Images of U.S. Border Patrol agents confronting Haitian migrants in Texas are 'heinous,' says congresswoman
Agents seen chasing migrants on horseback, while swinging leather reins, on the banks of the Rio Grande
Newly published images of U.S. Border Patrol agents on horseback grabbing asylum seekers near the U.S.-Mexico border are "heinous," said U.S. Democratic Representative Bonnie Watson Coleman.
Approximately 15,000 migrants, many of them Haitian, have crossed the border and gathered at a camp near a freeway bridge in Del Rio, Texas in recent days.
The images of the interactions between the agents and the migrants have shocked many across the U.S.
"We just cannot abide by that kind of abuse of power," Watson Coleman told As It Happens host Carol Off. Watson Coleman is one of more than 50 Democratic lawmakers who wrote a letter to the Department of Homeland Security, asking it to stop deportations of migrants from the Texas border to Haiti.
The Guardian reported that 6,000 migrants had been moved out of the area by Monday, some of them sent on flights back Haiti, which is struggling to deal with the aftermath of an earthquake in August and the assassination of the president, Jovenel Moïse, in July.
On Monday evening, after Homeland Security Secretary Alejandro Mayorkas visited the area and reviewed video of agents' confrontations with migrants, the Department of Homeland Security released a statement on Twitter calling the footage "extremely troubling" and promised an investigation.
.<a href="https://twitter.com/SecMayorkas?ref_src=twsrc%5Etfw">@SecMayorkas</a> visited Del Rio today and witnessed the extraordinary work of DHS personnel. The footage is extremely troubling and the facts learned from the full investigation, which will be conducted swiftly, will define the appropriate disciplinary actions to be taken.—@DHSgov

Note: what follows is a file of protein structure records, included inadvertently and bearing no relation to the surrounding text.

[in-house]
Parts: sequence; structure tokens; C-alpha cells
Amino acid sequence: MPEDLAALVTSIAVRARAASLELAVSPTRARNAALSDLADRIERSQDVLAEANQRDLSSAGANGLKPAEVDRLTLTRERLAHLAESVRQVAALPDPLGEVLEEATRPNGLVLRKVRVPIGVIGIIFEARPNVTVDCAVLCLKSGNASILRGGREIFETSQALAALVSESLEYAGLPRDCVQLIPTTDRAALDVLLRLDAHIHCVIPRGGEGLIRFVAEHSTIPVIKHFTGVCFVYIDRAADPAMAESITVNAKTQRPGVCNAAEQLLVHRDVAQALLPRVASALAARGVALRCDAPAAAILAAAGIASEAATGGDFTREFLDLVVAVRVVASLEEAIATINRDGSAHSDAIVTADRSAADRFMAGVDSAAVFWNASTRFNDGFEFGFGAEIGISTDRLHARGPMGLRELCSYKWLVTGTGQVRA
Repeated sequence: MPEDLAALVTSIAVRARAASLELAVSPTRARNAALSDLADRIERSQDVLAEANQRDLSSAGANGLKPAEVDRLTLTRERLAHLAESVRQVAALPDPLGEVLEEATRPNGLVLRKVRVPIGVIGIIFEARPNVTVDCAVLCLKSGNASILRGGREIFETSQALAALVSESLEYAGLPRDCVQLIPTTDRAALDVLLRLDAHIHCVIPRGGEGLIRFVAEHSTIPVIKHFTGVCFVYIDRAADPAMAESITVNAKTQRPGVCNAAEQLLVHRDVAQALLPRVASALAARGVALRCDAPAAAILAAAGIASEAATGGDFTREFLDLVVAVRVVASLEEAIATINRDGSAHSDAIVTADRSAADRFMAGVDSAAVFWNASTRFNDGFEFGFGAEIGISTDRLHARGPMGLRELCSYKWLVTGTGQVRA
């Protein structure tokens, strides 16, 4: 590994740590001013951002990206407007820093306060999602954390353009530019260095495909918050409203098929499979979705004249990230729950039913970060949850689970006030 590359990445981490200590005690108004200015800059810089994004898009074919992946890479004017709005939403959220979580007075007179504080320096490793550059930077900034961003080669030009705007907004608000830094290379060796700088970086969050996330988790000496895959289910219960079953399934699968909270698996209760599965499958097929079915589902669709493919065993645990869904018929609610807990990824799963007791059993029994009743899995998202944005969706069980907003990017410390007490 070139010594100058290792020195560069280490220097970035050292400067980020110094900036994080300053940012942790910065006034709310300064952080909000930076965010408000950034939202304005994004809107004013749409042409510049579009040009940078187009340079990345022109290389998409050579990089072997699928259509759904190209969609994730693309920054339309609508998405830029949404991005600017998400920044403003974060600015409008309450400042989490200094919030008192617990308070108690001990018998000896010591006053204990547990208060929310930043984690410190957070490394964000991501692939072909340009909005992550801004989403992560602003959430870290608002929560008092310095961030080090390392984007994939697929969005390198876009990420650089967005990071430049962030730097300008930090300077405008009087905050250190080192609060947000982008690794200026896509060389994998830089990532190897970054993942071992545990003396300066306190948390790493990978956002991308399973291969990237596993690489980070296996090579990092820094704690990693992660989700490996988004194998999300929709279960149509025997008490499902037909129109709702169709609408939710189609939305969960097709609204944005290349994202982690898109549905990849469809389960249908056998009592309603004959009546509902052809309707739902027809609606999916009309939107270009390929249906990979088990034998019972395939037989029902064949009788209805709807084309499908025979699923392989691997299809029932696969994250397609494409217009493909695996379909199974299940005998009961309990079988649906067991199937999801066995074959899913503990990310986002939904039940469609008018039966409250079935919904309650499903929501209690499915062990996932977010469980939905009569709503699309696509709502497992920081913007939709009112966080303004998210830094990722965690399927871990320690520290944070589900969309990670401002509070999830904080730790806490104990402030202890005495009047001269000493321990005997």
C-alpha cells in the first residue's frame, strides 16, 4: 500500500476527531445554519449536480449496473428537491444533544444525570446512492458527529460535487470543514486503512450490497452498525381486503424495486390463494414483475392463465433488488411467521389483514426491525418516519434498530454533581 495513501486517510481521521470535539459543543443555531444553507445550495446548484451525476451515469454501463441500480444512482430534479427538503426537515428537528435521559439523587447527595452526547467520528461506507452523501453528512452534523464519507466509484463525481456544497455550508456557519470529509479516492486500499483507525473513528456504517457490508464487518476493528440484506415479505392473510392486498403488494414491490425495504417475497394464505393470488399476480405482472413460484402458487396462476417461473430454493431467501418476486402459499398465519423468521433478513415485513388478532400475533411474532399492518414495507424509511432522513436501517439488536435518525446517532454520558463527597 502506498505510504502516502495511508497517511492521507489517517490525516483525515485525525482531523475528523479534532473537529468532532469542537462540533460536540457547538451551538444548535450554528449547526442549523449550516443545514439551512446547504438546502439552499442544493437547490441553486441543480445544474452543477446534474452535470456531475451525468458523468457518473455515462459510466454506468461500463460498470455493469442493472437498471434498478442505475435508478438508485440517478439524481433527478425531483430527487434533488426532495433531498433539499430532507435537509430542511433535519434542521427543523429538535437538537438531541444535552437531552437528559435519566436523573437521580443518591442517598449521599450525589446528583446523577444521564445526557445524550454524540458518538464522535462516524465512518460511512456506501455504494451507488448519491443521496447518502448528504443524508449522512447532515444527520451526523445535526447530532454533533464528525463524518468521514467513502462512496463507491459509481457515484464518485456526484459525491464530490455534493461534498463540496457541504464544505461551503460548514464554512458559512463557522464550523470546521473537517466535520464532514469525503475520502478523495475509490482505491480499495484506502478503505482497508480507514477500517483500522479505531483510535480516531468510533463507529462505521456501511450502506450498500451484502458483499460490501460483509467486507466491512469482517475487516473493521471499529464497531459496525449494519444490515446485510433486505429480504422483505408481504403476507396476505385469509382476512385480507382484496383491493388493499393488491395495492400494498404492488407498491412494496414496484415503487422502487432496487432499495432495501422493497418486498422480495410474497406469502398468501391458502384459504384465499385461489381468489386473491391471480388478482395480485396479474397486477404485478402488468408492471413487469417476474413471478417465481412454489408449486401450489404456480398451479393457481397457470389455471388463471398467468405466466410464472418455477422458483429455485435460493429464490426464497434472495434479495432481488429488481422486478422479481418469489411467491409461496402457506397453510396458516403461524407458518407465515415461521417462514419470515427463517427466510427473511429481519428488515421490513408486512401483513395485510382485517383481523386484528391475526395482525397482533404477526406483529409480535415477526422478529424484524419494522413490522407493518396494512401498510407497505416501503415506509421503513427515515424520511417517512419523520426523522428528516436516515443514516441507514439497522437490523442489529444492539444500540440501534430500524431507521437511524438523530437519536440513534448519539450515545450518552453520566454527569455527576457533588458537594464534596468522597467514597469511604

"DHS does not tolerate the abuse of migrants in our custody and we take these allegations very seriously," the agency said in the statement.
"I agree 100 per cent with what the secretary [of homeland security] said," Watson Coleman said. "And I'm going to have ... confidence that he's going to send the resources down there to make sure that the accountability exists."
Here is part of Watson Coleman's conversation with Off.
Representative Watson Coleman, what went through your mind when you saw those images?
Those images of the Haitian refugees, in particular the one that we saw who was being whipped upon, were horrific and they hearken back to another era in this country where slave overseers would be whipping runaway slaves. And I thought, my God, this is 2021. This is un-American. This is unacceptable.
The border agents say that they weren't using whips. It was ... the reins of the horse that they were swinging. But the images are of white border officials on horseback, and they seem to be charging at these Haitians who are trying to return with food. And they're running.... There's a woman carrying a baby and they are clearly afraid of the horses. Is that ... the one you've seen?
I saw more than one. So, yes, I saw that. You know, it doesn't matter that they were using the reins.... The whipping has to do with the action, not necessarily the tools. And so the image was heinous. The act was heinous. There should be accountability for that. That individual that we saw in particular should not be in a position to ever do that again to anybody.